groups to perform the substantive preparatory work on topics within the Commission's
program of work and carries out its work at annual sessions
UNCITRAL has been particularly active in the following areas: international sale of
goods, international transport of goods, international commercial arbitration and
conciliation, international payment, cross-border insolvency, construction and more recently
e-commerce and procurement. Among the most recognized UNCITRAL instruments in
these areas are the following:
• The United Nations Convention on Contracts for the International Sale of Goods
(Vienna, 1980). This Convention establishes a comprehensive code of legal rules
governing the formation of contracts for the international sale of goods, the obligations
of the buyer and seller, remedies for breach of contract and other aspects of the contract.
The Convention entered into force on 1 January 1988.
• The United Nations Convention on the Carriage of Goods by Sea, 1978 (the "Hamburg
Rules"). This Convention establishes a uniform legal regime governing the rights and
obligations of shippers, carriers and consignees under a contract of carriage of goods by
sea, and was prepared at the request of developing countries and entered into force on 1
• The UNCITRAL Arbitration Rules. Adopted in 1976, the UNCITRAL Arbitration Rules
provide a comprehensive set of procedural rules upon which parties may agree for the
conduct of arbitral proceedings arising out of their commercial relationship.
• The UNCITRAL Model Law on International Commercial Arbitration (1985) is designed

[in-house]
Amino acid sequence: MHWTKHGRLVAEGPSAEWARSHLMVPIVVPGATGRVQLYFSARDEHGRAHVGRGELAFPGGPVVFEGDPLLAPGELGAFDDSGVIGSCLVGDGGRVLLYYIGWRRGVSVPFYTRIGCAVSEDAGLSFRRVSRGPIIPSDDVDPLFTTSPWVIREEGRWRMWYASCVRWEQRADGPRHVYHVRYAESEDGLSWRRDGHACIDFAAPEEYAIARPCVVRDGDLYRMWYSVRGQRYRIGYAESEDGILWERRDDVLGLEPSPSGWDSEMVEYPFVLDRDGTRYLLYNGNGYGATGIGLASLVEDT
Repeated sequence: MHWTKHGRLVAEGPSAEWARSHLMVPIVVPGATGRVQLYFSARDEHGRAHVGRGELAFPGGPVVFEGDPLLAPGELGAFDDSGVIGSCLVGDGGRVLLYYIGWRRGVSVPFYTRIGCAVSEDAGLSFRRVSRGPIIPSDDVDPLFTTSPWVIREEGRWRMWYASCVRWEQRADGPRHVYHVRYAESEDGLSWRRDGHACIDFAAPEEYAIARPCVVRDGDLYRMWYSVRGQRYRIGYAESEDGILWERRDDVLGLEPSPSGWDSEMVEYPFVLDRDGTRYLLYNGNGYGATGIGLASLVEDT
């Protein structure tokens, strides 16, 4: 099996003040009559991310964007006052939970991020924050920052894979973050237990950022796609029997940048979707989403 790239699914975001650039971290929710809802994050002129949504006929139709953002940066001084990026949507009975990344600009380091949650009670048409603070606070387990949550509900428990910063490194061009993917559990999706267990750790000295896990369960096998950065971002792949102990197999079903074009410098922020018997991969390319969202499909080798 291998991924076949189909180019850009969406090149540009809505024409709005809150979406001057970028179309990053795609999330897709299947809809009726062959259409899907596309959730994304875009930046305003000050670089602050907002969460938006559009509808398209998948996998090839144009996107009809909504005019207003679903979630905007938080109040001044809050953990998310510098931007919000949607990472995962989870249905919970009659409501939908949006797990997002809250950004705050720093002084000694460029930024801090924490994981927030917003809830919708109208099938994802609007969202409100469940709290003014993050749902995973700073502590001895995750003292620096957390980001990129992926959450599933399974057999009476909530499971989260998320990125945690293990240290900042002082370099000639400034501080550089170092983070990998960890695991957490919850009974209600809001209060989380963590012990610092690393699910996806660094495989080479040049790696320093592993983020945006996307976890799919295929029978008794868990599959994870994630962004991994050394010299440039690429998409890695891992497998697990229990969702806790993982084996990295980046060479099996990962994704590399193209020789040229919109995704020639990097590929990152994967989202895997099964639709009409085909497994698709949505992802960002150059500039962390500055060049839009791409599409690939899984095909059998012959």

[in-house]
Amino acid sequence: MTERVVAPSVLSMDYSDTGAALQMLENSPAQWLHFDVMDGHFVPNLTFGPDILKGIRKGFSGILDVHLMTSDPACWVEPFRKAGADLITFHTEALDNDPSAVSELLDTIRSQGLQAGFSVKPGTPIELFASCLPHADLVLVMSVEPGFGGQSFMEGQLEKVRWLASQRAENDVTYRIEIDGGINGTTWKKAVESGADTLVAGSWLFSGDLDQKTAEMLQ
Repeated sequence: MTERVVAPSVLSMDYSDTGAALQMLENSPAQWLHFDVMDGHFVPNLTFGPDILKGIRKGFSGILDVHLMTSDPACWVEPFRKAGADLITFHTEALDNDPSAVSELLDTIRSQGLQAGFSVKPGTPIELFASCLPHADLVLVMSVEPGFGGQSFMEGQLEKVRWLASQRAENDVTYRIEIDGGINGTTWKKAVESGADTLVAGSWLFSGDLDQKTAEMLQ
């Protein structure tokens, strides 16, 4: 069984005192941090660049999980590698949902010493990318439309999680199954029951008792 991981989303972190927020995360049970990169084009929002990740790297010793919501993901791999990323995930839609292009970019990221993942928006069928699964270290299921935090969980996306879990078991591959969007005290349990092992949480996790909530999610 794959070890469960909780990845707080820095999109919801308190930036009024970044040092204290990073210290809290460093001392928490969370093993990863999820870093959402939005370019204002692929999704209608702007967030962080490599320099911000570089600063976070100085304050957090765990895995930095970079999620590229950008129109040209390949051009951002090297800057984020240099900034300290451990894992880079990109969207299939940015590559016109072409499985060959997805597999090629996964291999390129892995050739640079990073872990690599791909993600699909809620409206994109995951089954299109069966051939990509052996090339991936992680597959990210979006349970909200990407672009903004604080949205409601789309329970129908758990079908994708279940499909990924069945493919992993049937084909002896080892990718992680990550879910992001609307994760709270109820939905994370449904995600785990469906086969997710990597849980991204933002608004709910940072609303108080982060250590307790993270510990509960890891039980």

to assist States in reforming and modernizing their laws on arbitral procedure so as to
take into account the particular features and needs of international commercial
arbitration. It has been enacted into law by a large number of jurisdictions from both
developed and developing countries.
See generally UNCITRAL's website at: <www.uncitral.org>.
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• Convention on the Recognition and Enforcement of Foreign Arbitral Awards (New York,
• United Nations Convention on International Bills of Exchange and International
Promissory Notes (New York, 1988).
• UNCITRAL Model Law on International Credit Transfers (1992).
• United Nations Convention on Independent Guarantees and Stand-by Letters of Credit
(New York, 1995), will enter into force upon the deposit of 5 instruments of ratification,
acceptance, approval or accession.
• The UNCITRAL Model Law on Electronic Commerce (1996), is intended to facilitate the
use of modern means of communications and storage of information, such as electronic
data interchange (EDI), electronic mail and telecopy, with or without the use of such
support as the Internet. It is based on the establishment of a functional equivalent for
paper-based concepts such as "writing", "signature" and "original".
• The UNCITRAL Model Law on Cross-Border Insolvency (1997) is to promote modern